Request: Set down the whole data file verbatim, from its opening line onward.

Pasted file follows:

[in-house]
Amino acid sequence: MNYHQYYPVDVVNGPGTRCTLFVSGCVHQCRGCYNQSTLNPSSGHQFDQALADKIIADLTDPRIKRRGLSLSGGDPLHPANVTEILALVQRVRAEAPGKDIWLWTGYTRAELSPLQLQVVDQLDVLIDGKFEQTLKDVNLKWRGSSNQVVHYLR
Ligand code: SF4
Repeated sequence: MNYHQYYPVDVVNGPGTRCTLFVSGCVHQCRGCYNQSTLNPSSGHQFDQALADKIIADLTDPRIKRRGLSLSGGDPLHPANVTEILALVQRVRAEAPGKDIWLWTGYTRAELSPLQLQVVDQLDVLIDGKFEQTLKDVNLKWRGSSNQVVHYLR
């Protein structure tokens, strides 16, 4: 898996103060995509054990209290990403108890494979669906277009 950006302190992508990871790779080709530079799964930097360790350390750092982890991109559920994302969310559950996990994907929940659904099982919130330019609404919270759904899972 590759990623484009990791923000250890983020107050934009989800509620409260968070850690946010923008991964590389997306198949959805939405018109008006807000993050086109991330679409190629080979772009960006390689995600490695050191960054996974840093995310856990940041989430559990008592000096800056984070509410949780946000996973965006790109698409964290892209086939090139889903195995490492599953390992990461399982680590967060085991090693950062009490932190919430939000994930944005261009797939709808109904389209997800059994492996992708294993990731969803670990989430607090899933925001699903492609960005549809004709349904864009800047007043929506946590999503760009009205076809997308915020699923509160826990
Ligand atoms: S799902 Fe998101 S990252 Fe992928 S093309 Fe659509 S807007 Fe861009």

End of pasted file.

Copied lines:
[in-house]
Amino acid sequence: MNYHQYYPVDVVNGPGTRCTLFVSGCVHQCRGCYNQSTLNPSSGHQFDQALADKIIADLTDPRIKRRGLSLSGGDPLHPANVTEILALVQRVRAEAPGKDIWLWTGYTRAELSPLQLQVVDQLDVLIDGKFEQTLKDVNLKWRGSSNQVVHYLR
Ligand code: SF4
Repeated sequence: MNYHQYYPVDVVNGPGTRCTLFVSGCVHQCRGCYNQSTLNPSSGHQFDQALADKIIADLTDPRIKRRGLSLSGGDPLHPANVTEILALVQRVRAEAPGKDIWLWTGYTRAELSPLQLQVVDQLDVLIDGKFEQTLKDVNLKWRGSSNQVVHYLR
């Protein structure tokens, strides 16, 4: 898996103060995509054990209290990403108890494979669906277009 950006302190992508990871790779080709530079799964930097360790350390750092982890991109559920994302969310559950996990994907929940659904099982919130330019609404919270759904899972 590759990623484009990791923000250890983020107050934009989800509620409260968070850690946010923008991964590389997306198949959805939405018109008006807000993050086109991330679409190629080979772009960006390689995600490695050191960054996974840093995310856990940041989430559990008592000096800056984070509410949780946000996973965006790109698409964290892209086939090139889903195995490492599953390992990461399982680590967060085991090693950062009490932190919430939000994930944005261009797939709808109904389209997800059994492996992708294993990731969803670990989430607090899933925001699903492609960005549809004709349904864009800047007043929506946590999503760009009205076809997308915020699923509160826990
Ligand atoms: S799902 Fe998101 S990252 Fe992928 S093309 Fe659509 S807007 Fe861009």